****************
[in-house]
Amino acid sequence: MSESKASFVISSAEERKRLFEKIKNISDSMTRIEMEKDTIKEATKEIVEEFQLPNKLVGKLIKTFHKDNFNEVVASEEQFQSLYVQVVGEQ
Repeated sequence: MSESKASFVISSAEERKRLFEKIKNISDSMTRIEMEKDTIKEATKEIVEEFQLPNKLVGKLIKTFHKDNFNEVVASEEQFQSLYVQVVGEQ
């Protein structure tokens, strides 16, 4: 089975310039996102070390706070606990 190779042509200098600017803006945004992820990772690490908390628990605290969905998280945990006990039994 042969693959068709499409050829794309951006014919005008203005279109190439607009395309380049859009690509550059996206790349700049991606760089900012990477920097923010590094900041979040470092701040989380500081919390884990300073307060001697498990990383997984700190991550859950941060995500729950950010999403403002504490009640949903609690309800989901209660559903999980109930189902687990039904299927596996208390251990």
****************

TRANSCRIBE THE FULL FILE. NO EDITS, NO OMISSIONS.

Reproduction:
[in-house]
Amino acid sequence: MSESKASFVISSAEERKRLFEKIKNISDSMTRIEMEKDTIKEATKEIVEEFQLPNKLVGKLIKTFHKDNFNEVVASEEQFQSLYVQVVGEQ
Repeated sequence: MSESKASFVISSAEERKRLFEKIKNISDSMTRIEMEKDTIKEATKEIVEEFQLPNKLVGKLIKTFHKDNFNEVVASEEQFQSLYVQVVGEQ
């Protein structure tokens, strides 16, 4: 089975310039996102070390706070606990 190779042509200098600017803006945004992820990772690490908390628990605290969905998280945990006990039994 042969693959068709499409050829794309951006014919005008203005279109190439607009395309380049859009690509550059996206790349700049991606760089900012990477920097923010590094900041979040470092701040989380500081919390884990300073307060001697498990990383997984700190991550859950941060995500729950950010999403403002504490009640949903609690309800989901209660559903999980109930189902687990039904299927596996208390251990």